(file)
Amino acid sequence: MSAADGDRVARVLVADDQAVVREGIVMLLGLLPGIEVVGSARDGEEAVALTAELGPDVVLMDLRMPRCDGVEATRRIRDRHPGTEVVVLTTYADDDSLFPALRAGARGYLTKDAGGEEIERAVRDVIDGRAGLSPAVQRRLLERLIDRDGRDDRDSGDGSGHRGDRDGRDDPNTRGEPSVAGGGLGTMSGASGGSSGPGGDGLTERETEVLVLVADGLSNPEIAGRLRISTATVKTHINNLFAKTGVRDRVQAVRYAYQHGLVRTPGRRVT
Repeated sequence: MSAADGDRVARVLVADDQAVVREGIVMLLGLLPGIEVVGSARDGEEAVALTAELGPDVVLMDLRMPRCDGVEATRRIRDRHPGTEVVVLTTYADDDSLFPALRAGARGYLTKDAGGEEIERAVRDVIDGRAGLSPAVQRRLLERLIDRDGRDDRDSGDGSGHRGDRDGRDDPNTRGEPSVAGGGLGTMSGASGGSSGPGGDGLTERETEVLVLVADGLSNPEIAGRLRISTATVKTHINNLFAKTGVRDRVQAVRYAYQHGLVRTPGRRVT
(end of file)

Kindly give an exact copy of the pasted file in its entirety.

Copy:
Amino acid sequence: MSAADGDRVARVLVADDQAVVREGIVMLLGLLPGIEVVGSARDGEEAVALTAELGPDVVLMDLRMPRCDGVEATRRIRDRHPGTEVVVLTTYADDDSLFPALRAGARGYLTKDAGGEEIERAVRDVIDGRAGLSPAVQRRLLERLIDRDGRDDRDSGDGSGHRGDRDGRDDPNTRGEPSVAGGGLGTMSGASGGSSGPGGDGLTERETEVLVLVADGLSNPEIAGRLRISTATVKTHINNLFAKTGVRDRVQAVRYAYQHGLVRTPGRRVT
Repeated sequence: MSAADGDRVARVLVADDQAVVREGIVMLLGLLPGIEVVGSARDGEEAVALTAELGPDVVLMDLRMPRCDGVEATRRIRDRHPGTEVVVLTTYADDDSLFPALRAGARGYLTKDAGGEEIERAVRDVIDGRAGLSPAVQRRLLERLIDRDGRDDRDSGDGSGHRGDRDGRDDPNTRGEPSVAGGGLGTMSGASGGSSGPGGDGLTERETEVLVLVADGLSNPEIAGRLRISTATVKTHINNLFAKTGVRDRVQAVRYAYQHGLVRTPGRRVT